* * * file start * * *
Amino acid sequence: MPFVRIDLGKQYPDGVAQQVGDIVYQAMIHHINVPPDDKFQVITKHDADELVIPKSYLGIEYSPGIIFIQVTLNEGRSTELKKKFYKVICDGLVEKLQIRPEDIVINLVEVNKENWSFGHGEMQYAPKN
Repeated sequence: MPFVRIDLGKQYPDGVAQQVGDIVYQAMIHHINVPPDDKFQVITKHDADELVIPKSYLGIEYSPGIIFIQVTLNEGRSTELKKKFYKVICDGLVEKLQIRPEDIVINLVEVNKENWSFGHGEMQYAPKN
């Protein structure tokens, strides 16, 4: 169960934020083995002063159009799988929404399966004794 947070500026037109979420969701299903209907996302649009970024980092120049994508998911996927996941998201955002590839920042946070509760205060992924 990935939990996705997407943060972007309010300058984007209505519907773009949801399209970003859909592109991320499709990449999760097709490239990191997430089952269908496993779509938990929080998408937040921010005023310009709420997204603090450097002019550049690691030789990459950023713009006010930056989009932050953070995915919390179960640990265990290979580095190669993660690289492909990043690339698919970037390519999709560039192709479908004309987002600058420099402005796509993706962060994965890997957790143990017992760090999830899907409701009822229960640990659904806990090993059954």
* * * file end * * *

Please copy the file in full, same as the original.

Amino acid sequence: MPFVRIDLGKQYPDGVAQQVGDIVYQAMIHHINVPPDDKFQVITKHDADELVIPKSYLGIEYSPGIIFIQVTLNEGRSTELKKKFYKVICDGLVEKLQIRPEDIVINLVEVNKENWSFGHGEMQYAPKN
Repeated sequence: MPFVRIDLGKQYPDGVAQQVGDIVYQAMIHHINVPPDDKFQVITKHDADELVIPKSYLGIEYSPGIIFIQVTLNEGRSTELKKKFYKVICDGLVEKLQIRPEDIVINLVEVNKENWSFGHGEMQYAPKN
């Protein structure tokens, strides 16, 4: 169960934020083995002063159009799988929404399966004794 947070500026037109979420969701299903209907996302649009970024980092120049994508998911996927996941998201955002590839920042946070509760205060992924 990935939990996705997407943060972007309010300058984007209505519907773009949801399209970003859909592109991320499709990449999760097709490239990191997430089952269908496993779509938990929080998408937040921010005023310009709420997204603090450097002019550049690691030789990459950023713009006010930056989009932050953070995915919390179960640990265990290979580095190669993660690289492909990043690339698919970037390519999709560039192709479908004309987002600058420099402005796509993706962060994965890997957790143990017992760090999830899907409701009822229960640990659904806990090993059954």